Several Supreme Court decisions set forth the principles which are helpful to our analysis of the issue raised by the motion to dismiss. In White v. New Hampshire Dep't of Employment Security, 455 U.S. 445, 71 L. Ed. 2d 325, 102 S. Ct. 1162 (1982), plaintiffs settled a class action which had alleged certain claims under the Social Security Act, and the consent decree was approved by the district court. More than four and one-half months thereafter, plaintiffs filed a motion for award of an attorney's fee, which the district court granted. The court of appeals reversed the order awarding a fee, holding that a motion for attorney's fees was governed by the ten-day time limit of Rule 59(e) and was therefore untimely. The Supreme Court reversed.
The Court held that Rule 59(e) had been drafted to make clear that a district court possesses a power to rectify its own mistakes in the period immediately following the entry of judgment. The Court agreed with those federal courts that had invoked Rule 59(e) only to support reconsideration of matters properly encompassed in a decision on the merits. See id. at 451, 455. Attorney's fees allowed under 42 U.S.C. § 1988 are not compensation for the injury giving rise to the action, and the Court held therefore that Rule 59(e) was inapplicable to the postjudgment fee request.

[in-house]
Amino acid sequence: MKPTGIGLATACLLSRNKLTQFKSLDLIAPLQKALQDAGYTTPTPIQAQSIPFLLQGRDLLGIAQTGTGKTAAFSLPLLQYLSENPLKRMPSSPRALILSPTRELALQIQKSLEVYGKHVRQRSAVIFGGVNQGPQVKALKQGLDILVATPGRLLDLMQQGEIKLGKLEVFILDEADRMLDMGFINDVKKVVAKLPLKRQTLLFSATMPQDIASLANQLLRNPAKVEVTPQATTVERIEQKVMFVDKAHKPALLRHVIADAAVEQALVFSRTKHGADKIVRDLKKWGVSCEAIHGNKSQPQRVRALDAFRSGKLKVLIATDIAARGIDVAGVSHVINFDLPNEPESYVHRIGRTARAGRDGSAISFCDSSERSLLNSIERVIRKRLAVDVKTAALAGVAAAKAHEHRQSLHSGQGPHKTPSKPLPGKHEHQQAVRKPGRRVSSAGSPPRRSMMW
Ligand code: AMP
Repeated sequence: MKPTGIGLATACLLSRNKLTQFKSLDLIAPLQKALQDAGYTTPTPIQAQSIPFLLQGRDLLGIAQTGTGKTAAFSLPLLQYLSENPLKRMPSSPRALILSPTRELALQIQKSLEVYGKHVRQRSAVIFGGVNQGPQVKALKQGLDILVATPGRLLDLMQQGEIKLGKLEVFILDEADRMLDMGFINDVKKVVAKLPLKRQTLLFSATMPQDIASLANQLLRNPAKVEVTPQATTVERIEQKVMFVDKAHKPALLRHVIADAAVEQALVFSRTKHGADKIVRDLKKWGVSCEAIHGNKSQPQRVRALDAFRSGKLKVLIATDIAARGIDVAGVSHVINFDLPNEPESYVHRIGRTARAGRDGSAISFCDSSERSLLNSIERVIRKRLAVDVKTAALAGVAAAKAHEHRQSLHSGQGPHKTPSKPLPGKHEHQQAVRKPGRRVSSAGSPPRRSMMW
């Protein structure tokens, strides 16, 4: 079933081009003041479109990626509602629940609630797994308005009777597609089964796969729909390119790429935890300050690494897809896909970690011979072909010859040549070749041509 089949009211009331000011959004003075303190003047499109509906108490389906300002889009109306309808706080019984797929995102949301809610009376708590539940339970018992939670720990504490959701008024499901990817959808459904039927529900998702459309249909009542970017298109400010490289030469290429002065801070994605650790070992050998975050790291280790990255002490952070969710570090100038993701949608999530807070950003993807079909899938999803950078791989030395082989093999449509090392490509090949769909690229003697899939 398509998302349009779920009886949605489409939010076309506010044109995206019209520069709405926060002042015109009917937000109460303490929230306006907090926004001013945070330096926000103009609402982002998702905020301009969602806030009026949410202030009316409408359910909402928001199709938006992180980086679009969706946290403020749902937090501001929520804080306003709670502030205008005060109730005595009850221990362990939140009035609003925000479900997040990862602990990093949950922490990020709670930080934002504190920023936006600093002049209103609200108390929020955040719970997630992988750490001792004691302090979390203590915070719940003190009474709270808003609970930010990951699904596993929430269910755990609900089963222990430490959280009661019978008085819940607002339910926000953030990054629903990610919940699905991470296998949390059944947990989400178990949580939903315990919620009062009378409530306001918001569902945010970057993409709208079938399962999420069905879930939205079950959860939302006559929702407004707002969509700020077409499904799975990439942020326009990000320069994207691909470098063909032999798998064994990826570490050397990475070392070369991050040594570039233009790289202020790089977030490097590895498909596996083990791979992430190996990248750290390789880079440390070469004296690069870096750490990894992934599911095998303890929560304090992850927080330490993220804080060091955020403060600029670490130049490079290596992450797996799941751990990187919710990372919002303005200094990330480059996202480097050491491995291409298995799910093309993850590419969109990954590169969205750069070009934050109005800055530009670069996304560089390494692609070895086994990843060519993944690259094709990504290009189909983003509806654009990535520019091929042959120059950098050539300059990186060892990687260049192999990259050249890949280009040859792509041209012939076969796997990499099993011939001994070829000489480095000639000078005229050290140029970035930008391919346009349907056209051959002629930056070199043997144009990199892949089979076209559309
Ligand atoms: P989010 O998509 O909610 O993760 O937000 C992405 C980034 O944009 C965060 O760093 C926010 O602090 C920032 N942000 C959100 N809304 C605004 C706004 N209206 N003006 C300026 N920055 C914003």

Thereafter, in Budinich v. Becton Dickinson and Co., 486 U.S. 196, 100 L. Ed. 2d 178, 108 S. Ct. 1717 (1988), the Court directly faced the issue of the effect of an outstanding motion for attorney's fees on the finality of the underlying merits judgment. The Court adopted "a uniform rule that an unresolved issue of attorney's fees for the litigation in question does not prevent judgment on the merits from being final." Id. at 202. Because the notice of appeal was not filed within 30 days of that judgment, the Court unanimously held that it was not timely.